It started with paper and a glue gun, and since then the projects have become larger and started to move and blink. Tovah Parnes is Luleå’s uncrowned Maker Queen.
Last autumn Tovah Parnes was at the Maker Faire in New York. On her head she wore her own design, a tiara with a butterfly that fluttered with 3D printed wings. Her work attracted the attention of an exhibitor and Maker Movement blogger who then wrote about Tovah on her blog.
“At home most people think of it as strange flashing clothes, while the most common reaction at the Maker Faire in New York was – Wow, how did you do that?”.
Tovah has always liked to make things. She paints, draws, writes, reads and sews. That she got into making was probably because she’s always been kind of a nerd where her interests were concerned. And also that her father bought a 3D printer. Many of the things that Tovah creates contain technical aspects like blinking, moving or shooting lightning.
“My interest in technology has increased since I started Making and I realized how much is possible. The first thing I made was a flashing tiara".
The most fun things to make, according to Tovah, are wearables with effects that stand out.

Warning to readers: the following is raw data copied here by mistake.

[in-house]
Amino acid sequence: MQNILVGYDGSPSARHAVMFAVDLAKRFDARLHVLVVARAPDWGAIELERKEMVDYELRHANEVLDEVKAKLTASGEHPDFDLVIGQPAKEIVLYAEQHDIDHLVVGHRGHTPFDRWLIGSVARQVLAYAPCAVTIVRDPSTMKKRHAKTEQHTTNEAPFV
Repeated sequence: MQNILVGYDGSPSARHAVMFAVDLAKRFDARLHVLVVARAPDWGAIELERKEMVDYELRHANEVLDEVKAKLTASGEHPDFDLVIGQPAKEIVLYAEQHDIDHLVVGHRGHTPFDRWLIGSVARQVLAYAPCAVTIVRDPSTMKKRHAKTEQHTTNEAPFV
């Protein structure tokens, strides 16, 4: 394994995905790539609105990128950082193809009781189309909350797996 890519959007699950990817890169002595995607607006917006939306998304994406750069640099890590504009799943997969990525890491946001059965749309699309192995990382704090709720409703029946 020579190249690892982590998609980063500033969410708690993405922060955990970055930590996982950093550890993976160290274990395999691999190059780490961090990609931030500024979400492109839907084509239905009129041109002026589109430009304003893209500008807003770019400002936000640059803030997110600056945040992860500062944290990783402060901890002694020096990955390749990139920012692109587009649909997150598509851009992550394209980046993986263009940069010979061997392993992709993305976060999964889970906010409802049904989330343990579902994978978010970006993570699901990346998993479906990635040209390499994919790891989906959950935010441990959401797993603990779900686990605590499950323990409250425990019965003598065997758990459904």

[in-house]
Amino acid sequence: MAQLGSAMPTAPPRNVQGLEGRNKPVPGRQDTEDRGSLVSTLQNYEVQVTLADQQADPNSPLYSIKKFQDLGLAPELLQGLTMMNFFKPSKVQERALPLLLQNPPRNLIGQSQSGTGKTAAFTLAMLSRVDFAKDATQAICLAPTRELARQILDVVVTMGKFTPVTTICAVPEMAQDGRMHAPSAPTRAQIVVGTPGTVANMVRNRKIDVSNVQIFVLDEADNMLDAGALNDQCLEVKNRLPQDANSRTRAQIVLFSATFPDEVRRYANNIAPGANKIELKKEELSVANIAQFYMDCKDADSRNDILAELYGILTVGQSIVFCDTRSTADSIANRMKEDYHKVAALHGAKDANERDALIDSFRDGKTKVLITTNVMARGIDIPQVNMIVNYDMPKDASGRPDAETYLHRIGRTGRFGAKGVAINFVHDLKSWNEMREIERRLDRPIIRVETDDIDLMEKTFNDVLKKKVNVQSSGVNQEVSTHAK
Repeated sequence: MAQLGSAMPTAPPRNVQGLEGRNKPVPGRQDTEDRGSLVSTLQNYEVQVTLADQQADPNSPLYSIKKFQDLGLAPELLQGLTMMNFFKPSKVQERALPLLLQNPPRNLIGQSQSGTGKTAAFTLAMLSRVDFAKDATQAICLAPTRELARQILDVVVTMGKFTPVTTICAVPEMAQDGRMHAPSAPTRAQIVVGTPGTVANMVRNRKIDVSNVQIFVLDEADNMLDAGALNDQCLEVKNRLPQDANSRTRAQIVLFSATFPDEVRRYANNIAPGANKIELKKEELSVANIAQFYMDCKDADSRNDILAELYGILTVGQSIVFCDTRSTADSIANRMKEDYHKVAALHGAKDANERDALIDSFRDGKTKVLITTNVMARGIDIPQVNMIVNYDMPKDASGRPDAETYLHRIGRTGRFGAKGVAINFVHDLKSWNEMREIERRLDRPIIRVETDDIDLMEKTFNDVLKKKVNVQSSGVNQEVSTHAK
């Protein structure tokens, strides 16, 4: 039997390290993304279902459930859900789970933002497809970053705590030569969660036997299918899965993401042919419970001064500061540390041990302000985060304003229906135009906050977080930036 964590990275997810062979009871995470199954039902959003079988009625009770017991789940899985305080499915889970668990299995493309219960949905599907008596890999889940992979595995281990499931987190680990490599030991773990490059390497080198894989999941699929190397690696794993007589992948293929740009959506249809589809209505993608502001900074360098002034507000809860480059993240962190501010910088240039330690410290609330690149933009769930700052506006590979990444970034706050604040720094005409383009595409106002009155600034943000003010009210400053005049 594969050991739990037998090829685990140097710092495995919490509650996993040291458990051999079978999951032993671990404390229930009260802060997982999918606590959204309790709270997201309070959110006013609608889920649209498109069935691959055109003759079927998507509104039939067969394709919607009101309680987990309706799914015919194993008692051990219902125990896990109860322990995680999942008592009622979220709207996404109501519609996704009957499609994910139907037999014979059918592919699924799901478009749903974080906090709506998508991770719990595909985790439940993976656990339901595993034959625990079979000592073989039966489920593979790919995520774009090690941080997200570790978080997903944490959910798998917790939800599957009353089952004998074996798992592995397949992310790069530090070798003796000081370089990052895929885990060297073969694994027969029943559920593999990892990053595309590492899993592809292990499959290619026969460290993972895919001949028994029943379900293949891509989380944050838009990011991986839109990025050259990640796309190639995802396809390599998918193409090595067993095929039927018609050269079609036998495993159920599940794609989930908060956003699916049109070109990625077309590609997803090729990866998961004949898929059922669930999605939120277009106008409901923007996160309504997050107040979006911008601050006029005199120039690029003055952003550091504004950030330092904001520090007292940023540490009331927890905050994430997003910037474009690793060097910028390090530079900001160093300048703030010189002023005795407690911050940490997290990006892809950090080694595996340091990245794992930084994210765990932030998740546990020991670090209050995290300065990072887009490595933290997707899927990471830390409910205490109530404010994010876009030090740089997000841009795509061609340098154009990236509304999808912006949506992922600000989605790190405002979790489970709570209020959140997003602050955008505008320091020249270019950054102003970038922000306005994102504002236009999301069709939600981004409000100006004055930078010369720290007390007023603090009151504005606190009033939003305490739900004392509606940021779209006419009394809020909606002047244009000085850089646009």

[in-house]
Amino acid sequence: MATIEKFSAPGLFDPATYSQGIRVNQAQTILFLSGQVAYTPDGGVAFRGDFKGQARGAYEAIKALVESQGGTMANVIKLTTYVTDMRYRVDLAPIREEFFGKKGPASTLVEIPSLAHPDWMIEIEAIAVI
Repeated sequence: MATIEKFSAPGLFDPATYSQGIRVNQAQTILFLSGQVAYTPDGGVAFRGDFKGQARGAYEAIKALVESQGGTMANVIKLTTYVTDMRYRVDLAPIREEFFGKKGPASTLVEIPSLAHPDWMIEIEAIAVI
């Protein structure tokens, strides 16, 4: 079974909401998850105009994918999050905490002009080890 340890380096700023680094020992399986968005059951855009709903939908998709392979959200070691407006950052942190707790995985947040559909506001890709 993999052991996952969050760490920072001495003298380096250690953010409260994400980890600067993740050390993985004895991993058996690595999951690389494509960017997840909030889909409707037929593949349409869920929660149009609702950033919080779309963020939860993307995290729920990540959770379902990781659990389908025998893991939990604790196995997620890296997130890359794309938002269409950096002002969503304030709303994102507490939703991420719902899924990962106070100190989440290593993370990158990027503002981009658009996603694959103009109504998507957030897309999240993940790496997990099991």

“Right now I’m Making a fairy costume for myself that I will wear at my first LARP (live action role-playing game) in Småland. I have sewn a dress, made elf ears and bought a wig with very long hair".
The creation process often begins when Tovah gets an idea. She then searches the net to see if others have done something similar, and looks for inspiration on how to proceed. The social channel,
Pinterest, is a recurring source of inspiration.
“If you are interested in Making, I think you should start by doing some minor projects. Do something that you are interested in and that feels fun.”
Tovah says that many associate Making with nerds and that it is often seen as being synonymous with boys. It’s important that girls also feel included, and dare to try Making. I try to get more people interested by showing that Making can be used for a lot of things.
Text: Amanda Karlsson
Photo: Susanne Lindholm